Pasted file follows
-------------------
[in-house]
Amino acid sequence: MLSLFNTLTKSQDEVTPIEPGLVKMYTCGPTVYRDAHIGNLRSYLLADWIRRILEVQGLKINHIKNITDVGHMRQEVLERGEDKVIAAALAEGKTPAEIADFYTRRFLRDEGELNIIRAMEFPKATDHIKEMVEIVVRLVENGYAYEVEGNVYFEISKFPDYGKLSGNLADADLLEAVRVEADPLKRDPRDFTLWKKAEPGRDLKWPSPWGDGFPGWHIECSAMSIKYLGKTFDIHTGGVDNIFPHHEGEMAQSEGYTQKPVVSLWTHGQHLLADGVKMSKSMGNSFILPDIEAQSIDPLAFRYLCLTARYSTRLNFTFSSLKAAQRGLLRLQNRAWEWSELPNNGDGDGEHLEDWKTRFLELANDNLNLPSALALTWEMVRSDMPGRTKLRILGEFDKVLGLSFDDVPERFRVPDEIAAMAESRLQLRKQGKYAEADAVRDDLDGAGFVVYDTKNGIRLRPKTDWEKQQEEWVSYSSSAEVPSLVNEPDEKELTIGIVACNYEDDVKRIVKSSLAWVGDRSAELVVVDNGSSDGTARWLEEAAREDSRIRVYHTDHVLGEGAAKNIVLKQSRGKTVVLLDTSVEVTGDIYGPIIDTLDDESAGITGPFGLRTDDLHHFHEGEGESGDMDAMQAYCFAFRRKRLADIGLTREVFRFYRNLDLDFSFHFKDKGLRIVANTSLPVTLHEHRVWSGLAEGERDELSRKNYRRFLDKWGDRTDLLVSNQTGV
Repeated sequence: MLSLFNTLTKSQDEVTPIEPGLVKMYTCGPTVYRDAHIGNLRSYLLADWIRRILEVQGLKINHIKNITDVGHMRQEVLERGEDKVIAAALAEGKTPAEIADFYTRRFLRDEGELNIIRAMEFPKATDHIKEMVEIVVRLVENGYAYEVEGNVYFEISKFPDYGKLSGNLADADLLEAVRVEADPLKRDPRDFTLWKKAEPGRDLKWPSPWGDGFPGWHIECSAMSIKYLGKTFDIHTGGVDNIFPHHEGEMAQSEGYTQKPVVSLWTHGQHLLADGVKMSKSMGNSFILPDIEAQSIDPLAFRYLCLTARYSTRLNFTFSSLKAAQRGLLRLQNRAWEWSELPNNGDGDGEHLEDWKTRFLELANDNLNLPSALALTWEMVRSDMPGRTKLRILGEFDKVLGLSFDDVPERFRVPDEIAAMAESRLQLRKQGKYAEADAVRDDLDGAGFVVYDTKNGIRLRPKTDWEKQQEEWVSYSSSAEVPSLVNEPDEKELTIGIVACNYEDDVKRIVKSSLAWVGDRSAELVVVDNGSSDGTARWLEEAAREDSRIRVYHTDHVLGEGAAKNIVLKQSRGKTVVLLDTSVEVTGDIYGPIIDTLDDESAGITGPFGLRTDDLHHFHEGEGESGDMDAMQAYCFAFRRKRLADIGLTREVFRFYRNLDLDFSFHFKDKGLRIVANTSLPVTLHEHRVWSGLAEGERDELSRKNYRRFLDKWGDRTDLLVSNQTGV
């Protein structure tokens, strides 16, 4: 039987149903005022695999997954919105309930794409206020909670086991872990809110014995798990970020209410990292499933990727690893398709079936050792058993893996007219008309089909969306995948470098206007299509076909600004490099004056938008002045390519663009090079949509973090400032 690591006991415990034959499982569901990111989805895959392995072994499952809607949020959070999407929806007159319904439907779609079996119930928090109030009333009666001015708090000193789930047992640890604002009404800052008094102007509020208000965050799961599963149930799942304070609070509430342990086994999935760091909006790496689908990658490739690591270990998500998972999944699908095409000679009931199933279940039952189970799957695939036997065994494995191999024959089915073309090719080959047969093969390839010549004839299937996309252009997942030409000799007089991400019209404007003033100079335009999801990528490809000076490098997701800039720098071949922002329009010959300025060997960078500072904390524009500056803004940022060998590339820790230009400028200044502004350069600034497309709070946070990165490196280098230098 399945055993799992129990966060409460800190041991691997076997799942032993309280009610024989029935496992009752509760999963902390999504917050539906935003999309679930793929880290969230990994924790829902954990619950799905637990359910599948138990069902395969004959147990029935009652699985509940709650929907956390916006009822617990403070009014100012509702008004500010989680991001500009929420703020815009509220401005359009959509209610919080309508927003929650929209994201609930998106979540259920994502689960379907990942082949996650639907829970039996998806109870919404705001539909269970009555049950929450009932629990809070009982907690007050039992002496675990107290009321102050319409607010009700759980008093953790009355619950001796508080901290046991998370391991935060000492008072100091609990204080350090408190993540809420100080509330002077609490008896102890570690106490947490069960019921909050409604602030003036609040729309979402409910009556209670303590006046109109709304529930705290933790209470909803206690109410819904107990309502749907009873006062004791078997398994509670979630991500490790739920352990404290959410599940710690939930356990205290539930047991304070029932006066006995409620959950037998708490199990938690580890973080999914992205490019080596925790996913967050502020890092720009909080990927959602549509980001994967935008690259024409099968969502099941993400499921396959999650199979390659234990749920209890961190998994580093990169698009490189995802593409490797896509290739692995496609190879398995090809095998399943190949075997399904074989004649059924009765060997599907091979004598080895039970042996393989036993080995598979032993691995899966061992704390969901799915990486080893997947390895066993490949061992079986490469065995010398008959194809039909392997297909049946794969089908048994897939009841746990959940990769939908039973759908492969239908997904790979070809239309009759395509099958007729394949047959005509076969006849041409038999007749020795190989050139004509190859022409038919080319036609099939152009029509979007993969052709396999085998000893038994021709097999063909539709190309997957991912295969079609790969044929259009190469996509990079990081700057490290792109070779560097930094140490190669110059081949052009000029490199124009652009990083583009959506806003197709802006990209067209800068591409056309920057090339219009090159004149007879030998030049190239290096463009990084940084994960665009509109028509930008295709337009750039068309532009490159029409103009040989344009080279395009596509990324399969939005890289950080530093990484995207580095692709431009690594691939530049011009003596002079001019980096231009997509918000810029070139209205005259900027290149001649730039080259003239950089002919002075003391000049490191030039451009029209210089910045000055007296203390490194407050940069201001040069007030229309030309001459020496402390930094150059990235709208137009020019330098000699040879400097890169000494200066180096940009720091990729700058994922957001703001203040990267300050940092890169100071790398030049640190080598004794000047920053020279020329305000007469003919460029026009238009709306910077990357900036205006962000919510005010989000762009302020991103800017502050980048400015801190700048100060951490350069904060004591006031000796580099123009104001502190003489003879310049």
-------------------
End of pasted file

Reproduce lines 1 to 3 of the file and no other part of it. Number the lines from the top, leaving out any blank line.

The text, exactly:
[in-house]
Amino acid sequence: MLSLFNTLTKSQDEVTPIEPGLVKMYTCGPTVYRDAHIGNLRSYLLADWIRRILEVQGLKINHIKNITDVGHMRQEVLERGEDKVIAAALAEGKTPAEIADFYTRRFLRDEGELNIIRAMEFPKATDHIKEMVEIVVRLVENGYAYEVEGNVYFEISKFPDYGKLSGNLADADLLEAVRVEADPLKRDPRDFTLWKKAEPGRDLKWPSPWGDGFPGWHIECSAMSIKYLGKTFDIHTGGVDNIFPHHEGEMAQSEGYTQKPVVSLWTHGQHLLADGVKMSKSMGNSFILPDIEAQSIDPLAFRYLCLTARYSTRLNFTFSSLKAAQRGLLRLQNRAWEWSELPNNGDGDGEHLEDWKTRFLELANDNLNLPSALALTWEMVRSDMPGRTKLRILGEFDKVLGLSFDDVPERFRVPDEIAAMAESRLQLRKQGKYAEADAVRDDLDGAGFVVYDTKNGIRLRPKTDWEKQQEEWVSYSSSAEVPSLVNEPDEKELTIGIVACNYEDDVKRIVKSSLAWVGDRSAELVVVDNGSSDGTARWLEEAAREDSRIRVYHTDHVLGEGAAKNIVLKQSRGKTVVLLDTSVEVTGDIYGPIIDTLDDESAGITGPFGLRTDDLHHFHEGEGESGDMDAMQAYCFAFRRKRLADIGLTREVFRFYRNLDLDFSFHFKDKGLRIVANTSLPVTLHEHRVWSGLAEGERDELSRKNYRRFLDKWGDRTDLLVSNQTGV
Repeated sequence: MLSLFNTLTKSQDEVTPIEPGLVKMYTCGPTVYRDAHIGNLRSYLLADWIRRILEVQGLKINHIKNITDVGHMRQEVLERGEDKVIAAALAEGKTPAEIADFYTRRFLRDEGELNIIRAMEFPKATDHIKEMVEIVVRLVENGYAYEVEGNVYFEISKFPDYGKLSGNLADADLLEAVRVEADPLKRDPRDFTLWKKAEPGRDLKWPSPWGDGFPGWHIECSAMSIKYLGKTFDIHTGGVDNIFPHHEGEMAQSEGYTQKPVVSLWTHGQHLLADGVKMSKSMGNSFILPDIEAQSIDPLAFRYLCLTARYSTRLNFTFSSLKAAQRGLLRLQNRAWEWSELPNNGDGDGEHLEDWKTRFLELANDNLNLPSALALTWEMVRSDMPGRTKLRILGEFDKVLGLSFDDVPERFRVPDEIAAMAESRLQLRKQGKYAEADAVRDDLDGAGFVVYDTKNGIRLRPKTDWEKQQEEWVSYSSSAEVPSLVNEPDEKELTIGIVACNYEDDVKRIVKSSLAWVGDRSAELVVVDNGSSDGTARWLEEAAREDSRIRVYHTDHVLGEGAAKNIVLKQSRGKTVVLLDTSVEVTGDIYGPIIDTLDDESAGITGPFGLRTDDLHHFHEGEGESGDMDAMQAYCFAFRRKRLADIGLTREVFRFYRNLDLDFSFHFKDKGLRIVANTSLPVTLHEHRVWSGLAEGERDELSRKNYRRFLDKWGDRTDLLVSNQTGV